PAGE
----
In fact perhaps counter-intuitively, the key difference between most consensual decision-making processes and the deliberative democratic process is not that the former require a higher level of agreement, but rather that they are in other respects procedurally less stringent than the latter. So for example, decision-making by consensus need not require that deliberation take place at all. Although it will normally be necessary for it to do so in order to bring all those involved to agreement, it is also possible to gain consensus through purely strategic bargaining techniques.
Some processes for decision-making by consensus do not even require all those amongst whom a consensus is declared, to have expressed their views on the issue in question. It is therefore possible for an organisation governed by consensus to declare that consensus exists on an issue to which not all of its members have even addressed their minds. As Johnson and Crawford point out, there would be no accountability behind such a declaration unless the organisation at least gathered and documented some evidence that consensus existed, by engaging in dialogue with its members.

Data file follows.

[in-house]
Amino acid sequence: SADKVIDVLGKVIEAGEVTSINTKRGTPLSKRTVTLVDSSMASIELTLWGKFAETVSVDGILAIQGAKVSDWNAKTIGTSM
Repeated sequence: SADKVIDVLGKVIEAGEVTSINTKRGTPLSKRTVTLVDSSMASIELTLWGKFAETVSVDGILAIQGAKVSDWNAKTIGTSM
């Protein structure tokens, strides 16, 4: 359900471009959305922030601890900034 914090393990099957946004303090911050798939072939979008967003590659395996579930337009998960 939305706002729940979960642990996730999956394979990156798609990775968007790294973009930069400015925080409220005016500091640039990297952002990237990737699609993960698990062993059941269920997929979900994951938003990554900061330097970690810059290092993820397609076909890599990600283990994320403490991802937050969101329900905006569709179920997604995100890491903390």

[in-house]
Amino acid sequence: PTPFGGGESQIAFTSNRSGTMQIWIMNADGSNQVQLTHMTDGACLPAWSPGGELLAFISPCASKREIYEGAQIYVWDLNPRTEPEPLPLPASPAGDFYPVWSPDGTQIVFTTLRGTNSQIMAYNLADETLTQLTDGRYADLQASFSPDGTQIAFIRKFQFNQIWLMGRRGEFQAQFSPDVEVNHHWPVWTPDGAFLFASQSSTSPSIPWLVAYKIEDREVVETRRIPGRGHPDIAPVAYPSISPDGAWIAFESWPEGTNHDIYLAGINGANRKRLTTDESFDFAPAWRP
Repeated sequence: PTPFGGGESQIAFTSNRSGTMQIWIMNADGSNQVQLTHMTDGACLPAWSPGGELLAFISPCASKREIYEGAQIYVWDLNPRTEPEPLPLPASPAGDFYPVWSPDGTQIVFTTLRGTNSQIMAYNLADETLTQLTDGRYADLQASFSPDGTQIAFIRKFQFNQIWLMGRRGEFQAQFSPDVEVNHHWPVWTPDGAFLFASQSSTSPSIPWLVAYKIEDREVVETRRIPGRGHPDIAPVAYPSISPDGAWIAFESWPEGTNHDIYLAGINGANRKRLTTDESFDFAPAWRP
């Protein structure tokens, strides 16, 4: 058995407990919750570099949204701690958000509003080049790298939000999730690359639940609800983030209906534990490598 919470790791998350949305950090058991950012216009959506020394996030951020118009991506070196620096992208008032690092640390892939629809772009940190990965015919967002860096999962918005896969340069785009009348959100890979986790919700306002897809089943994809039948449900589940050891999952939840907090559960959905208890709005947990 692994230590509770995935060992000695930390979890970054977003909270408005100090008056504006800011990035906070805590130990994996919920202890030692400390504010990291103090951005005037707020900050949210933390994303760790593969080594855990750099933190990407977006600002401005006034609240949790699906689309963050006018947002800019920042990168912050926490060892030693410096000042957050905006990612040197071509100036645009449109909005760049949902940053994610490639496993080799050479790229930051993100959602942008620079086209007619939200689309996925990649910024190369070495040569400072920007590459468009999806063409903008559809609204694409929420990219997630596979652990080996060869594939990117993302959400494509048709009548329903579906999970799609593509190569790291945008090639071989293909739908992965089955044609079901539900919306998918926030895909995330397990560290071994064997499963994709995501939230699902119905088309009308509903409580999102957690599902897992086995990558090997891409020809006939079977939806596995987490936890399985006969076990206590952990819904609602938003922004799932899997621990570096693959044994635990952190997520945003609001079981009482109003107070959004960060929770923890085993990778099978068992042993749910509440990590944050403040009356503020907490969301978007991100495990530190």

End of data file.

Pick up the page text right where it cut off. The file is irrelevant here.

From the above it might be assumed that a consensual decision-making process would most likely be less useful than one based upon the more theoretically rigorous deliberative democracy for structuring an organisation’s decision-making procedures in accordance with the democratic principle. However, well-designed consensual processes can in fact be more useful in at two relevant circumstances.
The first is where it is impossible or impractical to satisfy the preconditions of deliberative democracy. ICANN, for example, purports to act upon the consensus of the entire Internet community, which, until a universal online public sphere develops, is not a body capable of public deliberation in the sense required by deliberative democracy. Another example is where the only criteria for decision-making are technical and objective, since in such a case the views of the organisation’s members would not be pluralistic as deliberative democracy requires. Thus consensus is the standard of agreement within many technical standards organisations, including the IETF.